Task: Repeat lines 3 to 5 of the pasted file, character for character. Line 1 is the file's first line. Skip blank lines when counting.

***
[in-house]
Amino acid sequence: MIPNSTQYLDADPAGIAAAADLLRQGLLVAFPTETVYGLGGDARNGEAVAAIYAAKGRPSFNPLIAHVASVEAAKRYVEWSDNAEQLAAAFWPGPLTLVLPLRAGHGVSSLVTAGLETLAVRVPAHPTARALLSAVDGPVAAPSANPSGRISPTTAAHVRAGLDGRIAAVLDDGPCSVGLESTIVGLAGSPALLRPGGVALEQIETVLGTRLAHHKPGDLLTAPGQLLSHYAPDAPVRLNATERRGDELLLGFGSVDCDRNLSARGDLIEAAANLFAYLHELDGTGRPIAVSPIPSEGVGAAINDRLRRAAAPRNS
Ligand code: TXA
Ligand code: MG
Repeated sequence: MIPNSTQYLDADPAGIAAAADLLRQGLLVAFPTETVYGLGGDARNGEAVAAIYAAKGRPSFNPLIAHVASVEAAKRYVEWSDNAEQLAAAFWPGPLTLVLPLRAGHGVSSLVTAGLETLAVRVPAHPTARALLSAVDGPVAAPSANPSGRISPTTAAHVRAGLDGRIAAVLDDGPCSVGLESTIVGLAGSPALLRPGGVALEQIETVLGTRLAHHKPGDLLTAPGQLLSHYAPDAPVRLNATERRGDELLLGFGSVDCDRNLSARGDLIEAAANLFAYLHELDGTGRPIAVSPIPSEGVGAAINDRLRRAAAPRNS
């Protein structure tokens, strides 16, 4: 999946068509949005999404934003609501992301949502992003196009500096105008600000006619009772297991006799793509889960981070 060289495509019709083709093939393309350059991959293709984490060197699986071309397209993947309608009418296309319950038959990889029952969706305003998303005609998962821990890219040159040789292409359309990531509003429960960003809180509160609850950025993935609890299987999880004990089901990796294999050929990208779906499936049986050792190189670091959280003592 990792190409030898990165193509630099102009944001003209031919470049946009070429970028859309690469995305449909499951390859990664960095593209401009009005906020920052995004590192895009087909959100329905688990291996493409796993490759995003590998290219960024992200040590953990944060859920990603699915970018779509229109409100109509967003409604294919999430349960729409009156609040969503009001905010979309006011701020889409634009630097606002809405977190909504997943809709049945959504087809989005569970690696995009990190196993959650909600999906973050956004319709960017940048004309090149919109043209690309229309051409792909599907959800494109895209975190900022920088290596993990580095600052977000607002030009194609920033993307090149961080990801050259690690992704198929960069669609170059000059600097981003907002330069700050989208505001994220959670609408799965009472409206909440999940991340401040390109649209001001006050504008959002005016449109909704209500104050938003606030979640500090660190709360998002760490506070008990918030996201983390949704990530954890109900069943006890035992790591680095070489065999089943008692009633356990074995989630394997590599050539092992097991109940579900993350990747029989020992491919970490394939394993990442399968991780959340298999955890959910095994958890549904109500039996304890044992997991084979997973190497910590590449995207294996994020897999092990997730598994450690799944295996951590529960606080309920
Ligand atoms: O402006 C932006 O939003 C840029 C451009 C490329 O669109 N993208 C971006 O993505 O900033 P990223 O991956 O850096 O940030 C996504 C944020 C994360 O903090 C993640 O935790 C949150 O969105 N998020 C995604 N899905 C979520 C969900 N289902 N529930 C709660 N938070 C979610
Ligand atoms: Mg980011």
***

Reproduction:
Ligand code: TXA
Ligand code: MG
Repeated sequence: MIPNSTQYLDADPAGIAAAADLLRQGLLVAFPTETVYGLGGDARNGEAVAAIYAAKGRPSFNPLIAHVASVEAAKRYVEWSDNAEQLAAAFWPGPLTLVLPLRAGHGVSSLVTAGLETLAVRVPAHPTARALLSAVDGPVAAPSANPSGRISPTTAAHVRAGLDGRIAAVLDDGPCSVGLESTIVGLAGSPALLRPGGVALEQIETVLGTRLAHHKPGDLLTAPGQLLSHYAPDAPVRLNATERRGDELLLGFGSVDCDRNLSARGDLIEAAANLFAYLHELDGTGRPIAVSPIPSEGVGAAINDRLRRAAAPRNS